Bitcoin introduced the world to a new concept of decentralization of currency, authority and even branding. Bitcoin is inarguably the most successful decentralized brand ever created.
What is a Decentralized Brand?
A decentralized brand is a brand that lacks any central authority, that functions in the form of a network of different individuals, who by default collaborate to create and sustain their brand. A decentralized brand is usually created without prioritizing profits. For example, Linux, one of the most popular decentralized brands ever, is endorsed and managed by the open source community. This is rather different from “prosumption”, where both users and producers collaborate in the production and development of the value of the brand (e.g. eBay, Youtube, Facebook, Twitter).
A decentralized brand is usually based on a group of distributed users who have different goals and motivations, and operate without any form of central authority. The Tor network and Wikileaks are ideal examples of decentralized brands.
Bitcoin – An Ideal Decentralized Brand
Practically speaking, bitcoin is nothing more than a digital file that represents a form of digital cash. Along its rather short life, bitcoin was hindered by multiple crises; the MtGox collapse, the fall of the online drug market Silk Road, the block size debate, as well as its legislation problems, being banned in some countries. In my opinion, these problems helped bitcoin build its decentralized brand in a way or another throughout the past few years.
The MtGox scandal, the Silk Road incident and the block size debate; these were not merely a list of crises that the bitcoin ecosystem witnessed, but a group of incidents that challenged the future of the currency and questioned its existence on a massive global scale. The rise of bitcoin price has been always attractive for mainstream media, and helped in developing the public’s idea about bitcoin during and following these incidents.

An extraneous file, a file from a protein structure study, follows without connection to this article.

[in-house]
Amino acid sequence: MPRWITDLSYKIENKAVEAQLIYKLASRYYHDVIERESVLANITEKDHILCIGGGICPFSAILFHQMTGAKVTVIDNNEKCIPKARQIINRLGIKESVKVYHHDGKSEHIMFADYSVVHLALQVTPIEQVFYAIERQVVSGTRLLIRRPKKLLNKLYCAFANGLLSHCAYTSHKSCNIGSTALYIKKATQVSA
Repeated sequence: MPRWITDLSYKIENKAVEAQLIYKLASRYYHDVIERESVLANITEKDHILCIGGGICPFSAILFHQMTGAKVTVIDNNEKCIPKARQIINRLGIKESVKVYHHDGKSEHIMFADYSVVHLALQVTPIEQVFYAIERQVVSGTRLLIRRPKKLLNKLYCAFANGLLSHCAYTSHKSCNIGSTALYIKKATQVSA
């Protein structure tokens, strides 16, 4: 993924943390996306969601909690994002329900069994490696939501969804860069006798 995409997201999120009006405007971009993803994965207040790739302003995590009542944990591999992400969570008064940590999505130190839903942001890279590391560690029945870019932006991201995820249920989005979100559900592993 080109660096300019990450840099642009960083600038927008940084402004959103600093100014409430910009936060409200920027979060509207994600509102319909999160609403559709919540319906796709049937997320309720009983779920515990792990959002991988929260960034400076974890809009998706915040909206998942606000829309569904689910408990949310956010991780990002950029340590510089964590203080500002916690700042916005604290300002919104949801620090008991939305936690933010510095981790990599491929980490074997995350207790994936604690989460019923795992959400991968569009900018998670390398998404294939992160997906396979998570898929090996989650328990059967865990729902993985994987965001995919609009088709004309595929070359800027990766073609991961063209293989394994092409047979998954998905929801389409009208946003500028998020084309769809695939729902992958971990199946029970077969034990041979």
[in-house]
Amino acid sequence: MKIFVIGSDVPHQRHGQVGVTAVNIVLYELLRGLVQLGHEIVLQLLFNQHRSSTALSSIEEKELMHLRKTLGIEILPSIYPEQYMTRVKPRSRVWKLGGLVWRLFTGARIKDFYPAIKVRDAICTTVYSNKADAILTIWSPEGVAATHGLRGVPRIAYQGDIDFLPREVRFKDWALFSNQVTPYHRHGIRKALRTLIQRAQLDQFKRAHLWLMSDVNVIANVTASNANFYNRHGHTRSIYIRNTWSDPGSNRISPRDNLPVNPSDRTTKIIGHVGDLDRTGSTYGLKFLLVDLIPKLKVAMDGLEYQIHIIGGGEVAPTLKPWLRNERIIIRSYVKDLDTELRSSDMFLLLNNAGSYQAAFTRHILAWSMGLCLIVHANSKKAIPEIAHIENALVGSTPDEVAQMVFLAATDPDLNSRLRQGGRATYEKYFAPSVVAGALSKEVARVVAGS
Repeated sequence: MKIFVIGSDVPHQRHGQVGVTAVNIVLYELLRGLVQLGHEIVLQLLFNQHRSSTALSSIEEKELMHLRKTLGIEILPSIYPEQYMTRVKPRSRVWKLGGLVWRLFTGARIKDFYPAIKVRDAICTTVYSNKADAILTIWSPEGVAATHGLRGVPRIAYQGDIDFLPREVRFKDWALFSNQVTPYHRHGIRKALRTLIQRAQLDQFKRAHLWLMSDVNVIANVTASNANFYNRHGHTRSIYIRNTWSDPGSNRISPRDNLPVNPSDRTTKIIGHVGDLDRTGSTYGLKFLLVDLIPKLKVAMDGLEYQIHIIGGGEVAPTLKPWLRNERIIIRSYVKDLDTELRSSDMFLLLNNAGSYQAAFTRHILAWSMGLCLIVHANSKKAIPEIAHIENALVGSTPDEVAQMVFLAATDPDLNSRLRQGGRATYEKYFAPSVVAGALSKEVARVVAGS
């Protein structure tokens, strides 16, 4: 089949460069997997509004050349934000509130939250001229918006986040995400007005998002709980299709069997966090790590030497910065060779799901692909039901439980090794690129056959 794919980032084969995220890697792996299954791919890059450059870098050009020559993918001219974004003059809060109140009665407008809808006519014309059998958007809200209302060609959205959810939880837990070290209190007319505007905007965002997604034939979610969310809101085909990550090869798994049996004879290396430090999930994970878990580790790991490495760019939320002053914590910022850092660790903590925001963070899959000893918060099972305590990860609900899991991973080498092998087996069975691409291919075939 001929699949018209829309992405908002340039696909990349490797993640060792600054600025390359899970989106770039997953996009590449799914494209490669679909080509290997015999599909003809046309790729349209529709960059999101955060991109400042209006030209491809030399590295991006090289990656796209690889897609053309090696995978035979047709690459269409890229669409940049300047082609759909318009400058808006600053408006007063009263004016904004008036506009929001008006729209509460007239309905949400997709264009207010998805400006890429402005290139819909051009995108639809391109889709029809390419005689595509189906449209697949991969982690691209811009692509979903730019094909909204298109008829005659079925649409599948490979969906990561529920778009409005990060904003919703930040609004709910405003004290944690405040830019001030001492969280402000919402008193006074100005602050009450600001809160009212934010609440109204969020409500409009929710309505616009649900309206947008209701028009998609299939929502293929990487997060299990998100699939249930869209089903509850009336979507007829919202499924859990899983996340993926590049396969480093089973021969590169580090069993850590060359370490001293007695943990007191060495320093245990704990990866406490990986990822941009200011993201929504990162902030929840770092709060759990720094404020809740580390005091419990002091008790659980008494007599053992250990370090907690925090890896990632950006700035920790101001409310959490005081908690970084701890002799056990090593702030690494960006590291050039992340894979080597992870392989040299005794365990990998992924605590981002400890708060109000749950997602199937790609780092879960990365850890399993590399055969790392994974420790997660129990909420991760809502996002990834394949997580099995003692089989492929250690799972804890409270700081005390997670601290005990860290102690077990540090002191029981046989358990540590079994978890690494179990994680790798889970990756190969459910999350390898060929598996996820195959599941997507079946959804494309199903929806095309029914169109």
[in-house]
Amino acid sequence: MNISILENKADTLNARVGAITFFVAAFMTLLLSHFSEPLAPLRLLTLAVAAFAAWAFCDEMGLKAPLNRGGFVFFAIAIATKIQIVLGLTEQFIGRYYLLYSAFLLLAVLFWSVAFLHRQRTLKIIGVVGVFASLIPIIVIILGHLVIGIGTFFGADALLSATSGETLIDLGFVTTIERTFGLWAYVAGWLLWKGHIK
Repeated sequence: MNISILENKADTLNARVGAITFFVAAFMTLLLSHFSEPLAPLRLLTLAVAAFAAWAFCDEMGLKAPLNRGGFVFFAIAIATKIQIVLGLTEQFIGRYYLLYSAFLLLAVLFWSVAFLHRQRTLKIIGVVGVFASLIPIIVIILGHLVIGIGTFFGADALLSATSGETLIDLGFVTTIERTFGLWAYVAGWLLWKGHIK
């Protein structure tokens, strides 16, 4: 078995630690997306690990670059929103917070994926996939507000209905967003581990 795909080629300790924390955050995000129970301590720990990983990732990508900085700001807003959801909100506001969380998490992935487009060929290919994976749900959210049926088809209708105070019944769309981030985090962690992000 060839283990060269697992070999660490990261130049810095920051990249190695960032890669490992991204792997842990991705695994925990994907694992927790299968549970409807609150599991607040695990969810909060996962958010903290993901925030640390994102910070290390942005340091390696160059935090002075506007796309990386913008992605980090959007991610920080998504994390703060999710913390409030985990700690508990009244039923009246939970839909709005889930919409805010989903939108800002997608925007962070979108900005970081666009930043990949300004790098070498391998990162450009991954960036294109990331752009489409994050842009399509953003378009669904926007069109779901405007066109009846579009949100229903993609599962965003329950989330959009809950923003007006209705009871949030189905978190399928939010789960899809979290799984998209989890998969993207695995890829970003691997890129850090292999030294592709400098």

On the other hand, bitcoin is backed up by a huge group of enthusiasts, investors and decentralization advocates who are proud of being referred to as bitcoin evangelists, backers, enthusiasts, boosters, proselytizers or fans. The block size debate which is currently threatening to split bitcoin’s blockchain into two blockchains, emphasizes proprieatry governeance problems in a seemingly humanitarian open source community with conflicts emerging between the libertarian and capitalist ideologies. Nevertheless, destabilizing incidents e.g. the collapse of Mt Gox and the shutdown of Silk Road, emphasize how a decentralized brand can survive even in the face of insecurity and trustlessness, along with media spreading myths. When decentralized brands are considered, the nature of information that is shared is of pivotal importance, and in this setting, social media can act as a stabilizing force.
By far, bitcoin is the most successful decentralized brand, thanks to a decentralized group of bitcoin enthusiasts, developers, traders, investors and fans, who took the value of bitcoin from almost nothing to more than $1400 today!